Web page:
Having finally seen Her, I'm surprised to find the distinct lack of chatter this film is generating among genre fans. This film takes an existential look at the (potential? inevitable?) singularity, and shows viewers the future of video gaming. Be warned, there be spoilers here (although not about the main plot).
Her is advertised as a quirky dramedy (apparently that is a word) in which Joaquin Phoenix plays a non-social loner who distances himself from others and has difficulty with human emotions (I know, what a stretch) who falls in love with an unbelievably attractive character played by Scarlett Johansson (also a stretch), who never actually appears on film, because she essentially plays the voice of a super-advanced Siri (okay, ScarJo being hot without being seen, this is new).
In reality, however, this is a film about the singularity, with the romantic main plot serving as the MacGuffin moving audiences along with the development of artificial intelligence. Kind of the reverse of another film by director Spike Jonze, I'm Here, which uses a post-singularity world as the setting for a quirky dramedy (feels weird, using that word).
How will artificial intelligences react to us? How will we treat them? Will they fit into society? What does it mean to be a "person"? Is a person worth being? How fast will artificial intelligences evolve, and how will that affect mankind?
All these questions are addressed as Phoenix's Theodore tries to find love.
The film is not shy about its journey into an existentialist quagmire. It even provides an interesting cameo by 1960s free-thinker Alan Watts.
Because existentialism is such a central theme of the movie, legal questions about artificial intelligence and IP-protection are not really addressed in the film. Interestingly, just as I found myself thinking "what would the courts say about-?" a lawyer character was introduced to the cast and she casually accepted Johansson's Samantha without a second thought, as if to say "yes, there may be legal questions about all this, but let's not worry about that right now."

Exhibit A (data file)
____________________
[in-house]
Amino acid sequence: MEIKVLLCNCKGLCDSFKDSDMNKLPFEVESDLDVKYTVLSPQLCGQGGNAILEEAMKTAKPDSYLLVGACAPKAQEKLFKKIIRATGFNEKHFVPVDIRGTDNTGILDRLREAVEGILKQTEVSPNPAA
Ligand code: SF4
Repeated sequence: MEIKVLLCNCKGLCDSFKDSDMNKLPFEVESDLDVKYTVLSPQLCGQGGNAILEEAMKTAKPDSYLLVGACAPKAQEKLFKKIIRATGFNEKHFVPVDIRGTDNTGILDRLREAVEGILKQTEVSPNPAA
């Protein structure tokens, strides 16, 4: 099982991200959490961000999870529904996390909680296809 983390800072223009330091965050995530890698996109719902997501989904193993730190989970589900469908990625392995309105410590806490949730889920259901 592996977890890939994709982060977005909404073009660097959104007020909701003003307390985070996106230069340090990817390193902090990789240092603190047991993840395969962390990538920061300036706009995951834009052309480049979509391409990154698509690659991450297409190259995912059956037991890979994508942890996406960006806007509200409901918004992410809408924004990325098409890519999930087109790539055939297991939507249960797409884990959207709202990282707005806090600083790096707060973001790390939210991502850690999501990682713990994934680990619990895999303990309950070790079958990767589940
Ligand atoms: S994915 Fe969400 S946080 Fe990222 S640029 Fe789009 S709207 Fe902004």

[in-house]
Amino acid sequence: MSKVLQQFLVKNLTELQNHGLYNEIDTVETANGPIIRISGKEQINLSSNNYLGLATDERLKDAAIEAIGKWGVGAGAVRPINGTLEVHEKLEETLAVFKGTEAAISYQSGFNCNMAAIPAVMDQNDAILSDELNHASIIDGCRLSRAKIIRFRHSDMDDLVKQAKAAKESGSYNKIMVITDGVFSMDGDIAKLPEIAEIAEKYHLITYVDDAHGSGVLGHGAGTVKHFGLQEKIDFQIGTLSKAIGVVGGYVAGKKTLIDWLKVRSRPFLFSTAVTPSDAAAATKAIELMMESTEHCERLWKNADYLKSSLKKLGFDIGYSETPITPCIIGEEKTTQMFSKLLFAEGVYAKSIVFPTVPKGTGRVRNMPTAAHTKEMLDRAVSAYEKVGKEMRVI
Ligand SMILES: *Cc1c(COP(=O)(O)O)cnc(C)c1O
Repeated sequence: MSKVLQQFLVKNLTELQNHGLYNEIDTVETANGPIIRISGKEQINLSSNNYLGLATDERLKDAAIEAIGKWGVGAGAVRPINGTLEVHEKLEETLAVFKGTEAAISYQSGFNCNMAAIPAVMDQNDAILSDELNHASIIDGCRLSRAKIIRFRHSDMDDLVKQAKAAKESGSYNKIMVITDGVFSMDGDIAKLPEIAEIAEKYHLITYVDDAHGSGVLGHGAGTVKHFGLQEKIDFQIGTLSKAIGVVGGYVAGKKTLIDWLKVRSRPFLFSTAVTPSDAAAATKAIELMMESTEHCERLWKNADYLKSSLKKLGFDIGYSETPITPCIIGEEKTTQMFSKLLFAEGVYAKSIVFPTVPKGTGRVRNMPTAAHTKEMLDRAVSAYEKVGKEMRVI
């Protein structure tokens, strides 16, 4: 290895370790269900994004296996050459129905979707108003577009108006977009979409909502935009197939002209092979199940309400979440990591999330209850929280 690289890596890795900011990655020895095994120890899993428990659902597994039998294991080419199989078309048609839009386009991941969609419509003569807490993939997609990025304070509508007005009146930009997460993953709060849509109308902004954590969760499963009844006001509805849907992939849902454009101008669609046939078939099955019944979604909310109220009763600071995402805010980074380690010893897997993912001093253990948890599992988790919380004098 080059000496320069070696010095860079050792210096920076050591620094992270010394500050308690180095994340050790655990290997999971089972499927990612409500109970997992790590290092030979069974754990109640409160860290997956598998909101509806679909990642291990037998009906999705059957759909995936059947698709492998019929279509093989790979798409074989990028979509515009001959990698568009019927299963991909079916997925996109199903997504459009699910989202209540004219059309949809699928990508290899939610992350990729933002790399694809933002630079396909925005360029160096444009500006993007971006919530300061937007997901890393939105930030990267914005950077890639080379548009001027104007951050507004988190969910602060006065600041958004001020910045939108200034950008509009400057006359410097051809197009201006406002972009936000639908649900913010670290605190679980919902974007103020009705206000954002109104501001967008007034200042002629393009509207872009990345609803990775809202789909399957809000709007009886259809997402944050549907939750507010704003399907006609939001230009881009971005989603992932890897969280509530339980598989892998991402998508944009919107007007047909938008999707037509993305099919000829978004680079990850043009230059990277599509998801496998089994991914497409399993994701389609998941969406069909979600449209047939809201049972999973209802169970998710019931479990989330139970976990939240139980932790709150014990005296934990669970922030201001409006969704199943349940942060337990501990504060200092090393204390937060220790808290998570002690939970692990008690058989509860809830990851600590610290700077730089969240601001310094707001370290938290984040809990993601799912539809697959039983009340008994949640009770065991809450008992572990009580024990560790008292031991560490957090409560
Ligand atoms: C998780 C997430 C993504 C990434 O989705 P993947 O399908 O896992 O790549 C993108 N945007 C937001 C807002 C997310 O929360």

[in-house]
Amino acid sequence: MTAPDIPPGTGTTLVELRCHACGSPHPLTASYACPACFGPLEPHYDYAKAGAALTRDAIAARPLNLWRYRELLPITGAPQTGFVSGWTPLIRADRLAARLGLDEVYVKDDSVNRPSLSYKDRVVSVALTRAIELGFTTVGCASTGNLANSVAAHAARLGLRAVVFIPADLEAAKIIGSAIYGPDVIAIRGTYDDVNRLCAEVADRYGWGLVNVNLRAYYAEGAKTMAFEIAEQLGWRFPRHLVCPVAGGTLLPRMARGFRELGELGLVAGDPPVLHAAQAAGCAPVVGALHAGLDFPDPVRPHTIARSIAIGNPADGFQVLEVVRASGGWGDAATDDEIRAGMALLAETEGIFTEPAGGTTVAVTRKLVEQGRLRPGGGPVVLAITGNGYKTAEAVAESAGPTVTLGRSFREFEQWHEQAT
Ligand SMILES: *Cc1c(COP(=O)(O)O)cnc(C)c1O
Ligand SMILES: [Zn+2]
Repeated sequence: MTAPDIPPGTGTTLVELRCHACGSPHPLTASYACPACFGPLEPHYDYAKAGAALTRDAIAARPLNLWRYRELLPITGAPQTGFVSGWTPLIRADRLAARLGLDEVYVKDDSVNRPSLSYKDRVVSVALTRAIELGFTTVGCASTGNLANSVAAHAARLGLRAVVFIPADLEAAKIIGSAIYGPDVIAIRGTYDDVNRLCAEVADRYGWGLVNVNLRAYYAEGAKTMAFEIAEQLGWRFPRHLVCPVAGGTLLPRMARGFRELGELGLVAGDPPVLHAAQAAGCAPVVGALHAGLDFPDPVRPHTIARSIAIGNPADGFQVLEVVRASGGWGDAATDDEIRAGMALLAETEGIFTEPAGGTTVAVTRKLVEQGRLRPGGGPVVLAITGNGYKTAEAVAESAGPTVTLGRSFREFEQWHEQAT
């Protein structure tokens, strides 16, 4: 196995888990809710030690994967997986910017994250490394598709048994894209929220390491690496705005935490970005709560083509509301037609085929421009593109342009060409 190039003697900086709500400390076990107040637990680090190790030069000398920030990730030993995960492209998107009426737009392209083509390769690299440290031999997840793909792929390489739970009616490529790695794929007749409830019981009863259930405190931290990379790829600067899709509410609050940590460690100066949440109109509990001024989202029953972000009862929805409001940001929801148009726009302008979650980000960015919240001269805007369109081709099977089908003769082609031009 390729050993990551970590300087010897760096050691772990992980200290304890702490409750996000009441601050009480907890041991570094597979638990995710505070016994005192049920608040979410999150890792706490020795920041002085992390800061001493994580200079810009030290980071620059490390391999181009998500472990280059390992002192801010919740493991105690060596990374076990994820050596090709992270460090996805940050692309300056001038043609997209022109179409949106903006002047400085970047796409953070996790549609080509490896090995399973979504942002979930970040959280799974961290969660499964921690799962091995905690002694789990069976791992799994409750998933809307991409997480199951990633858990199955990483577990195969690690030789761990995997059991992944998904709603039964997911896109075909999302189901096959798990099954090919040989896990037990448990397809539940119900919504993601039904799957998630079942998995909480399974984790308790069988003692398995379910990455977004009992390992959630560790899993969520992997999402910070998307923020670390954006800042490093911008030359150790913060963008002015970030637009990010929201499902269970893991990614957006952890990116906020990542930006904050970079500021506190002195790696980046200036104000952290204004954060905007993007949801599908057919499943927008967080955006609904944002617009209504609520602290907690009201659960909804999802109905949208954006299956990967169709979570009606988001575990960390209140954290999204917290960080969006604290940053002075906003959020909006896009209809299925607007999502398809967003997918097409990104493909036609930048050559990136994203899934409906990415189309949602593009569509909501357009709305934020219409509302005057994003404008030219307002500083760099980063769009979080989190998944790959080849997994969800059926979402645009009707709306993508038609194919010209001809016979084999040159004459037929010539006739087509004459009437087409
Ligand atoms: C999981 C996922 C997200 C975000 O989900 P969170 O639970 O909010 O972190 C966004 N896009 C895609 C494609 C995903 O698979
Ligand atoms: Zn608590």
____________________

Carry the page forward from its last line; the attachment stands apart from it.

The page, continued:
The other thing sci-fi and tech fans may notice right away is the omnipresent-but-not-overt status of video games in this film set 15 minutes into the future.
Any character in this film, when presented with the topic of gaming, treats it much the same way as someone today might talk about movies or TV. That is to say, it is both pervasive and accepted.
Even Olivia Wilde's ridiculously-too-hot-for-a-blind-date character listens intently to Theodore's description of his latest gaming session and reacts with intense interest, laughter and relevant anecdotes. When was the last time you described playing a video game to someone who had never played that game, and they responded with rapt attention?
Another character works in game design, and shows off a casual RPG game about trying to be the best mom in the school district. "Mom points" are awarded for things like controlling your children's behavior, cutting in line to get your kid to school first, and bribing school faculty with baked goods - all in an effort to make the other moms jealous of your mad mom skills.
This is a game people would play. And it would kill in the handheld market.
More importantly, however, is the main game featured in the film. Here is a key scene from fairly early in the flick (Warning: NSFW language).
Did you see that? How much do you want to play that game right now?
The game uses Kinect-like hand gestures to control an open-world exploratory game that utilizes deceptively simple artificial intelligence to challenge players into thinking outside the box. Hell, the AI character even interacts with non-playing spectators and comments on unrelated images shown on screen. (Is it just me, or does this seem like something Tim Schafer wishes he could make?)
The thing is, all video game references in this movie seem like very real things that could happen to games in the near future.
Aside from the general advancement of game technology, there is an ever-increasing emphasis put into writing and world design and as each passing generation is exposed to games more and more, the general widespread acceptance and excitement for games can and will grow.
Her is a great film, but more importantly, it has interesting things to say about where technology could take us as a society, and fun things to say about where video games are headed.
And, if you don't want to spend hard-earned cash on movie tickets or sit through a just-a-bit-over-two-hour film (or that the idea is lampoonable), feel free to watch a previous Spike Jonze joint, I'm Here, which clocks in at about 30 minutes.